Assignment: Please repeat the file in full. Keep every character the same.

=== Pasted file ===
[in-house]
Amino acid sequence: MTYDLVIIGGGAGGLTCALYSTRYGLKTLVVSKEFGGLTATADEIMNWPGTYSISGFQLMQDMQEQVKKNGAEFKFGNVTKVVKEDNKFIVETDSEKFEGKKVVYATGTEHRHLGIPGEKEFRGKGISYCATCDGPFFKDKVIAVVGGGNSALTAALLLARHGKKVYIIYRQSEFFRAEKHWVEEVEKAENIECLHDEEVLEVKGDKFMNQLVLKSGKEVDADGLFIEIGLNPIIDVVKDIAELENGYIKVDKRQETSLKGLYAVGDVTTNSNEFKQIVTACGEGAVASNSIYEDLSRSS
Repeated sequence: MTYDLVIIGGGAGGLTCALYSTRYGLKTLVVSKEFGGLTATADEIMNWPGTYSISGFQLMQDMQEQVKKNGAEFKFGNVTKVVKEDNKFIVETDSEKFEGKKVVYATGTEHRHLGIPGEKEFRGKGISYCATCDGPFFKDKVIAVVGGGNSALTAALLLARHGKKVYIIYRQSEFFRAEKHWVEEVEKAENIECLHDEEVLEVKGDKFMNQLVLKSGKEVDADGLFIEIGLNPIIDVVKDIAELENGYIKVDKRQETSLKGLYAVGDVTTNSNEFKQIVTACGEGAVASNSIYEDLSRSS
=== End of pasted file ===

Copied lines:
[in-house]
Amino acid sequence: MTYDLVIIGGGAGGLTCALYSTRYGLKTLVVSKEFGGLTATADEIMNWPGTYSISGFQLMQDMQEQVKKNGAEFKFGNVTKVVKEDNKFIVETDSEKFEGKKVVYATGTEHRHLGIPGEKEFRGKGISYCATCDGPFFKDKVIAVVGGGNSALTAALLLARHGKKVYIIYRQSEFFRAEKHWVEEVEKAENIECLHDEEVLEVKGDKFMNQLVLKSGKEVDADGLFIEIGLNPIIDVVKDIAELENGYIKVDKRQETSLKGLYAVGDVTTNSNEFKQIVTACGEGAVASNSIYEDLSRSS
Repeated sequence: MTYDLVIIGGGAGGLTCALYSTRYGLKTLVVSKEFGGLTATADEIMNWPGTYSISGFQLMQDMQEQVKKNGAEFKFGNVTKVVKEDNKFIVETDSEKFEGKKVVYATGTEHRHLGIPGEKEFRGKGISYCATCDGPFFKDKVIAVVGGGNSALTAALLLARHGKKVYIIYRQSEFFRAEKHWVEEVEKAENIECLHDEEVLEVKGDKFMNQLVLKSGKEVDADGLFIEIGLNPIIDVVKDIAELENGYIKVDKRQETSLKGLYAVGDVTTNSNEFKQIVTACGEGAVASNSIYEDLSRSS